A project that promises to deliver thousands of north-east jobs as well as ensure Scotland meets its net zero targets will happen “as soon as practical”, despite losing out its first bid for UK Government funding last year.
This was the view set out by Alan James at an event in Aberdeen who said it was “not a matter of if, it is simply a matter of when” the Acorn carbon capture and storage (CCS) project would go ahead.
But the Aberdeen and Grampian Chamber of Commerce (AGCC) wants to speed up the plans and has today issued a demand that Chancellor Rishi Sunak to “put right the wrong” and set out a timeline for the Scottish Cluster in his Budget statement this week.
North-east Acorn, the heart of the Scottish Cluster
Mr James is a co-founder and chief technology officer of Storegga, which is a key partner of a portfolio of carbon capture and hydrogen production proposals known as the “Scottish Cluster”.
The heart of the cluster is known as Acorn, which takes in key facilities across the north-east including the port and the St Fergus gas terminal in Peterhead, as well as former oil and gas pipelines and North Sea geographical features that are expected can be used to store CO2 permanently and safely.
Huge dismay met the UK Government’s decision to snub the north-east in a £1 billion funding competition last year which saw rival projects in “red wall” constituencies in the North of England awarded instead, leaving the Scottish Cluster, led by Acorn, as a so-called “reserve cluster“.
Mr James said the Acorn project, which is backed by partners including Shell UK and Harbour Energy, was unique in that it offered 30% of the UK’s capacity for CO2 storage.
Technology like a carbon damage ‘time travelling machine’
Further, it also includes the deployment of “direct air capture” (DAC) technology which he said was like a “time travelling machine” – to go “back in time and repair some of the damage society has done over the years through emitting CO2”, he said.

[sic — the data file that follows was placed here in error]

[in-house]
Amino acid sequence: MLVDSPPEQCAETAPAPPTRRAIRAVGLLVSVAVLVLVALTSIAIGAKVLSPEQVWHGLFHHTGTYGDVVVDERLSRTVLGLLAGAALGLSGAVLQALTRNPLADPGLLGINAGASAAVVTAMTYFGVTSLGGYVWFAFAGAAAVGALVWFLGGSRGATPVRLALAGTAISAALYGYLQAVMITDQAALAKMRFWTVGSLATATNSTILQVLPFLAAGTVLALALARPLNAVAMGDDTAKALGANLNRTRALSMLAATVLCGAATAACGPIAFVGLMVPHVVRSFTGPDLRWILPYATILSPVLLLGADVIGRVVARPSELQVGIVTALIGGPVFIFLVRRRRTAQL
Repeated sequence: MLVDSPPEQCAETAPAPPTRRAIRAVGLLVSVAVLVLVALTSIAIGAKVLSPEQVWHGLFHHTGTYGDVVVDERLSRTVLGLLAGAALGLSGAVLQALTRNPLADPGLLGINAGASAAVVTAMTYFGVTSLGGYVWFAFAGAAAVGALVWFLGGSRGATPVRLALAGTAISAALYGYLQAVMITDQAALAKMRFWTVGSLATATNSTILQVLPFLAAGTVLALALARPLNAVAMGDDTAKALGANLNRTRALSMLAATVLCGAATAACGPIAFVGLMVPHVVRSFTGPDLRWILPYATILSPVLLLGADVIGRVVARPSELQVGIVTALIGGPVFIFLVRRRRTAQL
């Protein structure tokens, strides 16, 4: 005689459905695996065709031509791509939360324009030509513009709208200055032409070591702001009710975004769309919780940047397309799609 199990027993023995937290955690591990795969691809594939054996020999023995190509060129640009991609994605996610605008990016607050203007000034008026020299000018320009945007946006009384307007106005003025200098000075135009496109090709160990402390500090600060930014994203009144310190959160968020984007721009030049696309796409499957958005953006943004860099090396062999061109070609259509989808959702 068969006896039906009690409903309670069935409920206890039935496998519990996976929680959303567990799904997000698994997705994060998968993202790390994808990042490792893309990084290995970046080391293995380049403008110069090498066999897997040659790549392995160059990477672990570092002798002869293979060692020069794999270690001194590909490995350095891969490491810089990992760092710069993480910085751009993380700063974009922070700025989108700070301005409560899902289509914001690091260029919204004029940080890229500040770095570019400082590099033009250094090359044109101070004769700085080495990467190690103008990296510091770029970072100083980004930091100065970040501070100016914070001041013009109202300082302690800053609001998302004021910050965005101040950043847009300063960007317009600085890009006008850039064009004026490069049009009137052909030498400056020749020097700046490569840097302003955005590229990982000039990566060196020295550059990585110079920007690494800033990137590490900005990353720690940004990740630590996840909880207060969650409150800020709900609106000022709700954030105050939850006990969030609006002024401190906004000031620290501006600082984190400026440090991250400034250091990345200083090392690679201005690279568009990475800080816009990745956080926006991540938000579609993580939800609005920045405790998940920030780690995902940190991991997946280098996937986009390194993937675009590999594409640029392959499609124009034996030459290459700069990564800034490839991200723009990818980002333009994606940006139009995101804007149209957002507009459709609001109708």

Speaking at a conference on the future of the city at the P&J Live, Mr James admitted the government procurement process had been “disappointing”.
“We were frustrated not only for ourselves and our project but also for communities and the number of jobs we were looking to create in the sector here could be more than 15,000 jobs directly around Scotland to support this new CCS industry,” he said.
“We are disappointed the Government couldn’t stretch to having three initial CCS clusters in the UK.
“But the good news is we are a reserve cluster.
“We are in conversation with government every single week
“It is not a matter of if, it is simply a matter of when this moves forward at pace and starts to operate.”
He added: “We are very hopeful we can continue to press forward with the project which is continuing now and brining it into operation as soon as practical.”
Mr Sunak will unveil a spring budget on Wednesday with hopes that he might unveil some measures to ease the cost of living crisis that is engulfing households across the UK as well as resist the temptation to bring in a wind-fall tax on oil and gas operators that have been making huge profits on the back of global oil and gas price hikes.
Prime Minister Boris Johnson is also expected to announce new oil and gas exploration in his energy review later this month in order to reverse shortage fears and spiralling costs of oil and fuel as Western economies impose sanctions on Russia due to its invasion of Ukraine.
Russell Borthwick , chief executive of AGCC, said the business group has asked that any move to maximise North Sea production is matched with low carbon ambition by funding the Scottish Cluster.
He said: “It is important that while tackling the energy supply issues of today, our policy makers don’t drop the ball with our energy transition.
“The Climate Change Committee has said that up to five clusters will be required for us to meet our climate targets, so why are we stopping at two for now?
“Businesses in the north-east are fully bought-in to the energy transition and what we now need is a timeline for this crucial part of our low carbon future to be delivered.
“The Acorn project, with its established infrastructure and its accelerated timeline for delivery, is one of the many reasons why Scotland was a standout location to be amongst the first UK clusters.
“The UK Government chose a different direction, but with a fresh energy strategy in the pipeline, now is an opportune moment to right that wrong and outline a clear timeline for delivering what would be a transformational project for Scotland.”